2012 *also* has the return of four horror franchises, Underworld, Resident Evil, Paranormal Activity and Silent Hill, marks the beginning of our board games-as-movies era with Battleship and Ouija, and has the next in some of the biggest action franchises of all time with The Bourne Legacy, The Expendables 2, GI Joe: Retaliation and Skyfall. How is this even all possible? WHAT IS 2012?!?!
But aside from major science fiction/fantasy/horror/action coming full circle with remakes, relaunches, sequels and returns, plus a whole bunch of adaptations, 2012 is also a great year for original genre work. Already this year, small flicks like Chronicle, Cabin in the Woods, and Sound of My Voice have impressed audiences who didn't quite know what to expect from these lower budget, original pieces, as each handily plays with the conventions of the superhero film, horror film and time travel film, respectively. Still to come this year is the time travel comedy Safety Not Guaranteed, the sci-fi thriller Branded about our future dystopian society that keeps citizens docile through a corporate brand based global conspiracy, the wonderful romantic comedy set against an alien invasion backdrop, Extraterrestrial, from Time Crimes mastermind Nacho Vigalondo, Seeking a Friend for the End of the World, a comedy set against a looming asteroid apocalypse starring Steve Carell and Keira Knightly, and the raunchy comedy that was just described at CinemaCon as a modern day Ghostbusters, starring Ben Stiller Vince Vaughan, Jonah Hill and Richard Ayoade as the Neighborhood Watch who stumble upon an alien life form. Perhaps the most exciting of the original science fiction coming our way this year is the time-travel assassin story Looper, from Rian Johnson, a fanboy finally getting to jump into sci-fi, making it the last of at least four films featuring time travel this year.
All of these movies coming out and I still haven't even mentioned Amy Heckerlings jump into genre with the horror comedy Vamps, the gothic horror from Hammer Pictures The Woman in Black, the Escape from NY in space Lock Out, the return of Judge Dredd, Tim Burton's adaptation of his own short into a feature length film, Frankenweenie, and ParaNorman, a stop motion animated adventure comedy about a boy who can speak to the dead, from the makers of Coraline.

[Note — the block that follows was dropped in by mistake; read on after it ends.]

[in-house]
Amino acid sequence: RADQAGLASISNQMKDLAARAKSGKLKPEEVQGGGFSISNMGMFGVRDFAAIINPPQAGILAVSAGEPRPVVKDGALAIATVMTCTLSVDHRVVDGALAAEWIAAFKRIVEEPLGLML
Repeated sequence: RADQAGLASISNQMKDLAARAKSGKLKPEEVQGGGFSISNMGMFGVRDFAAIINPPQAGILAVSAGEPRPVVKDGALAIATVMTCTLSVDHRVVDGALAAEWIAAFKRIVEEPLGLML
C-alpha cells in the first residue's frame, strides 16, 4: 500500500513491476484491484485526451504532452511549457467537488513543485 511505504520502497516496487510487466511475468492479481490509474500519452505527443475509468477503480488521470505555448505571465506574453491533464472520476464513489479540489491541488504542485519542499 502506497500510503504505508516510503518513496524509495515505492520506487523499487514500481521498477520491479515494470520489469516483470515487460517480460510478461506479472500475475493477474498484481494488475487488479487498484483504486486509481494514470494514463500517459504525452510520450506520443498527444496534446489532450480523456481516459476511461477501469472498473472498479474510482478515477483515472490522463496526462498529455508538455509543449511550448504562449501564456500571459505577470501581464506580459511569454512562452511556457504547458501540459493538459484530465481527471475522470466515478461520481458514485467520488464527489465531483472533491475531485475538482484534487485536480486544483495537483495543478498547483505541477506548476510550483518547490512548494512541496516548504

Oh. And the Comic-Con documentary came out at the beginning of this month. What other proof do you need?
It is honestly astounding to take a look at 2012 and realize the volume of genre work being released. If the world does happen to end in December, yeah I'll be pissed I never got to see Henry Cavil as Superman or World War Z brought to life (oh wait, lulululz, it will be brought to life if the world ends via zombie apocalypse, so I shouldn't make such blanket statements), but hey, we got to see The Avengers on screen, Christian Bale end his reign as Batman, and Peter Jackson return to The Shire, so que sera sera! But all of this also makes you start to wonder - hey, how come *ALL* of the big budget genre releases this year are remakes, sequels, reboots, or adaptations, and it's apparently only in the low budget realm that original science fiction can come to life? Everyone knows that 2010's Inception was a huge hit, and was 100% original, right? Does the buck just stop there? Does the ever growing acceptance of genre work, combined with the success and strong followings of original science fiction mean that after this banner year for geek properties, we could be headed into a realm where strong original genre work emerges as a force to be reckoned with?
Wherever we are headed next, one thing is definitely clear. 2012 is the year for Sci-Fi/Fantasy if there ever was one.